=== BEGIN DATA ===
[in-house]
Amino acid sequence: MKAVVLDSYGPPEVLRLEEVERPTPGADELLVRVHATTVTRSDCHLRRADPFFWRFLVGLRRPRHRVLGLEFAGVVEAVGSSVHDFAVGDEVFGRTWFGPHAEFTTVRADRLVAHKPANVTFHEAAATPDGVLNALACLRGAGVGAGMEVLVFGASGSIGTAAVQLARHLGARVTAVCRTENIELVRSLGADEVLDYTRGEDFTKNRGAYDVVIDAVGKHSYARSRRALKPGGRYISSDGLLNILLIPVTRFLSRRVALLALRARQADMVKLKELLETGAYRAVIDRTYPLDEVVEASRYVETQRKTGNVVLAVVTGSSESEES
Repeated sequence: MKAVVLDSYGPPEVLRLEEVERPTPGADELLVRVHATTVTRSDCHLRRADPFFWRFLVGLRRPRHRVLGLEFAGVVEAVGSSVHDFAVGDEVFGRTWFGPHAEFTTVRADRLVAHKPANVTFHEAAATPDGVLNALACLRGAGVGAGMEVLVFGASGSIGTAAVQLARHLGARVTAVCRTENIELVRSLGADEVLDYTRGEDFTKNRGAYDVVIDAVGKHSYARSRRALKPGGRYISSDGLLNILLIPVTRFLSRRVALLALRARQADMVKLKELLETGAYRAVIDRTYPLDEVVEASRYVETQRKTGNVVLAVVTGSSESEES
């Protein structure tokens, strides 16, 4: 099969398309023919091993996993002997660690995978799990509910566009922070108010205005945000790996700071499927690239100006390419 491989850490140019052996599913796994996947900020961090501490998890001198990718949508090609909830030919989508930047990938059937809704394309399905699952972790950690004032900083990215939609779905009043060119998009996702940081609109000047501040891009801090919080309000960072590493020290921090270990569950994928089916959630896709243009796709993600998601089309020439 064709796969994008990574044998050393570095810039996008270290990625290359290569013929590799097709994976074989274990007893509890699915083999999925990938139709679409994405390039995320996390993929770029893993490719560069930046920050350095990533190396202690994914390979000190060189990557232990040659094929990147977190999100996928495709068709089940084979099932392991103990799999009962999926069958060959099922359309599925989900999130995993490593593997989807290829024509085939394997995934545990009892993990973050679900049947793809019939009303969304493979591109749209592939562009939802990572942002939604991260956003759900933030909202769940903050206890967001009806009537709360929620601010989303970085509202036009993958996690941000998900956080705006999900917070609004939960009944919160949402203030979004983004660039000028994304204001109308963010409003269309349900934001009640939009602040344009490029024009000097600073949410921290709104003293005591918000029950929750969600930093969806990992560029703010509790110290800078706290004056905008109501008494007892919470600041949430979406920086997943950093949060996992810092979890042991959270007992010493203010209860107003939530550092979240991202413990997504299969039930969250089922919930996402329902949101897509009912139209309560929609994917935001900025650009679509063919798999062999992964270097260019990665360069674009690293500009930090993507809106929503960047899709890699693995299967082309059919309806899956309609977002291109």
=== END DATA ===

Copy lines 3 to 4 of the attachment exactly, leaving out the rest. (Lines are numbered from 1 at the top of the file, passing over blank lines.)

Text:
Repeated sequence: MKAVVLDSYGPPEVLRLEEVERPTPGADELLVRVHATTVTRSDCHLRRADPFFWRFLVGLRRPRHRVLGLEFAGVVEAVGSSVHDFAVGDEVFGRTWFGPHAEFTTVRADRLVAHKPANVTFHEAAATPDGVLNALACLRGAGVGAGMEVLVFGASGSIGTAAVQLARHLGARVTAVCRTENIELVRSLGADEVLDYTRGEDFTKNRGAYDVVIDAVGKHSYARSRRALKPGGRYISSDGLLNILLIPVTRFLSRRVALLALRARQADMVKLKELLETGAYRAVIDRTYPLDEVVEASRYVETQRKTGNVVLAVVTGSSESEES
């Protein structure tokens, strides 16, 4: 099969398309023919091993996993002997660690995978799990509910566009922070108010205005945000790996700071499927690239100006390419 491989850490140019052996599913796994996947900020961090501490998890001198990718949508090609909830030919989508930047990938059937809704394309399905699952972790950690004032900083990215939609779905009043060119998009996702940081609109000047501040891009801090919080309000960072590493020290921090270990569950994928089916959630896709243009796709993600998601089309020439 064709796969994008990574044998050393570095810039996008270290990625290359290569013929590799097709994976074989274990007893509890699915083999999925990938139709679409994405390039995320996390993929770029893993490719560069930046920050350095990533190396202690994914390979000190060189990557232990040659094929990147977190999100996928495709068709089940084979099932392991103990799999009962999926069958060959099922359309599925989900999130995993490593593997989807290829024509085939394997995934545990009892993990973050679900049947793809019939009303969304493979591109749209592939562009939802990572942002939604991260956003759900933030909202769940903050206890967001009806009537709360929620601010989303970085509202036009993958996690941000998900956080705006999900917070609004939960009944919160949402203030979004983004660039000028994304204001109308963010409003269309349900934001009640939009602040344009490029024009000097600073949410921290709104003293005591918000029950929750969600930093969806990992560029703010509790110290800078706290004056905008109501008494007892919470600041949430979406920086997943950093949060996992810092979890042991959270007992010493203010209860107003939530550092979240991202413990997504299969039930969250089922919930996402329902949101897509009912139209309560929609994917935001900025650009679509063919798999062999992964270097260019990665360069674009690293500009930090993507809106929503960047899709890699693995299967082309059919309806899956309609977002291109």